shall take effect, shall be available to the government of the Territory
of Hawaii.
It is claimed that under this section the legislature may continue to
oit for two years, or until the terms of the members expire, if the mem
bers so desire.
fflfflii f ie ram web
THE REPRESENTATIVE FROM THE FOURTH DISTRICT
TELLS OP HIS EXPERIENCE IN CHICAGO AS INDI'
CATING THE NEED OF ADVERTISING HAWAII ON
THE MAINLAND WHAT THE HOTEL KEEPER SAID.
Representative Aylett made some telling points in favor of advertis
ing the islands this morning in the course of a speech in which he told
of his Experiences in Chicago at the Exposition. So densely ignorant
was the hotel manager who accommodated the Hawaiians at Qiicago
regarding the people- of the islands that he told Aylett at night, that
pants must be put on before a morning walk was taken in public.
"When you get up in the morning," said the cautious host to the amaz
ed Hawaiians, "put on your pants. Don't go out with nothing on."
"Now Mr. Chairman," said Aylett, "I am not talking "hearsay be
cause I was there myself, and was told that we were from the Cannibal
Islands. When we got to Chicago we could not get into any hotel be
cause we wece supposed to be from a heathen land. We were in the
depot from 9 o'clock in the morning to 6 o'clock in the evening and we
finally got accommodations from a place seven miles outside the city.
After the first day I asked why people were so afraid of us and was told
it was because we were from Cannibal islands."
Aylett said the only way to correct such impressions on the main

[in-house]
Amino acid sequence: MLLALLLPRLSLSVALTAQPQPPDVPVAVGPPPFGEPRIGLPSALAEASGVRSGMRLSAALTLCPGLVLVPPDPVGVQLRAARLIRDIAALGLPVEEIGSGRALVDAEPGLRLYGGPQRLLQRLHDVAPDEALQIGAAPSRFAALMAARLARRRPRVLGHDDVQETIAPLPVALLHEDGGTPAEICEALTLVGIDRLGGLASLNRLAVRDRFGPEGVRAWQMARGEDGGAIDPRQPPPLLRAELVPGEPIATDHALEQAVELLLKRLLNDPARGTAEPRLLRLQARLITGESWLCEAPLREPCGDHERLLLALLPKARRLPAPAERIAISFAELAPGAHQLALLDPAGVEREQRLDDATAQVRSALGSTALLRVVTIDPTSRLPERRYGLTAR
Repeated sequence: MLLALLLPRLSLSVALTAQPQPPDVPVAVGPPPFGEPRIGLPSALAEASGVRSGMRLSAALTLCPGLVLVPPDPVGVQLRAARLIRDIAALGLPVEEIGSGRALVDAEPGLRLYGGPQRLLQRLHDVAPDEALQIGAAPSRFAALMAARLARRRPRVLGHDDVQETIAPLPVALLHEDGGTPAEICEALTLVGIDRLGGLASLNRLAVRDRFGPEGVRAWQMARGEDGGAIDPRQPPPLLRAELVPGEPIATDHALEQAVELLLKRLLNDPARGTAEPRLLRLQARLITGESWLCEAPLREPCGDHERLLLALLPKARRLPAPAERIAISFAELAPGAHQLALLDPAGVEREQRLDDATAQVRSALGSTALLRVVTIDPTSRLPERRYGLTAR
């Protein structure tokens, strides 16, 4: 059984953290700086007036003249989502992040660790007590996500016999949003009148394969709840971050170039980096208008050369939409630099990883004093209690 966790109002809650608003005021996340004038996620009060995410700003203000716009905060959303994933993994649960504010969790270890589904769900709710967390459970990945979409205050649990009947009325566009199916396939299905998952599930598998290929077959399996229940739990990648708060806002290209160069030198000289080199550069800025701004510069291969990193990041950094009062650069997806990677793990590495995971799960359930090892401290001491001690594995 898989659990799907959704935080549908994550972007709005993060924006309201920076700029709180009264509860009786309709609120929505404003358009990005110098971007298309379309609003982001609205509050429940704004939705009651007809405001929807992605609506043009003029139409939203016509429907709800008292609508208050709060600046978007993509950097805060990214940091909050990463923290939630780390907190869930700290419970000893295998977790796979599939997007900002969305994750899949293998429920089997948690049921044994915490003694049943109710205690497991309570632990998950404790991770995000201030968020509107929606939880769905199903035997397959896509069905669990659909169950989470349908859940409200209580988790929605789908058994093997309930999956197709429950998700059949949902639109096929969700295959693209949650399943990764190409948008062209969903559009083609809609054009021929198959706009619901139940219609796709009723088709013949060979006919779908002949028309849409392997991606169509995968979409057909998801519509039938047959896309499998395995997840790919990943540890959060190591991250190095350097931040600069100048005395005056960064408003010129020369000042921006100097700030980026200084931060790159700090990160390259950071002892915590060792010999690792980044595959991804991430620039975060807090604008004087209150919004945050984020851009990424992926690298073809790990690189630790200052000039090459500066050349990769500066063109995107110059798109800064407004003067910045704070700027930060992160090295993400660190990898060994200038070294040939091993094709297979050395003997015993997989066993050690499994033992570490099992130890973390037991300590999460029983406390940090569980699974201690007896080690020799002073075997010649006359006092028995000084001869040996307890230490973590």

land was by proper advertising, to show the people of the states the true
conditions in the islands. "I have become an American citizen," huf
added, "and I expect to step on the mainland. I don't want to be again
told that there are no accommodations for me because I am from a sav
age land. I can never forget that statement made to me, 'You come
from a savage country and we have 110 accommodations for you.' It
was a result of the false advertising of the past."
Aylett's speech was in answer to a motion by Kunialac to reject
the appropriation. Fernandez seconded it, intimating that it was a
printing 'scheme and saying he would not vote for anything to help
printing houses, except to establish a Territorial printing office. Chil
lingworth spoke in favor of the appropriation and Vida suggested pro
Vision for a tourist commissioner.
Pali opposed the appropriation. He appeared to be in favor of a
law to prevent Hawaiian hulas on the mainland, also pf lower steam
ship rates and cheaper living in Honolulu.
Gandall supported the appropriation, He spoke of his own trip
abroad and said that people had been surprised when they found him a
Hawaiian to see him dress and act as they did. He had been taken for
a Mexican and a Dutchman, said Gandall, but was never ashamed to
say that he was a Hawaiian. Advertising ws necessary tp reach the mil
lions of people in the great cities. Incidentally Gandall remarked that
he found on the mainland the same hospitality to a stranger as was
practiced on Hawaii and spoke of the natives' loss of lands. "If the na
tives had followed the advice of the missionary fathers," he said, "theji
would still hold the lands. The fathers advised them to beware of other
foreigners who would come later and would be land-grabbers, but in
stead of following this advice Hawaiians went to the offices of foreigners
borrowed money, and never paid it and lost their lands."
In hotels all over the mainland, Gandall said, he found material di
recting him how to go anywhere but to Hawaii, and telling ail about
other places but nothing about the Hawaiian Islands.
Lewis spoke in favor of advertising and Kaniho against it. H -; had
r.ot heard any statement of how much returns were to enu from the
islands, and as for the heathenism the mere fact of annexation was suffi
cient to show that the islands were all right. The missionaries had ad
vertised the hula and they ought now to advertise the opposite.
ThU debate was the longest of the session on any one subject niul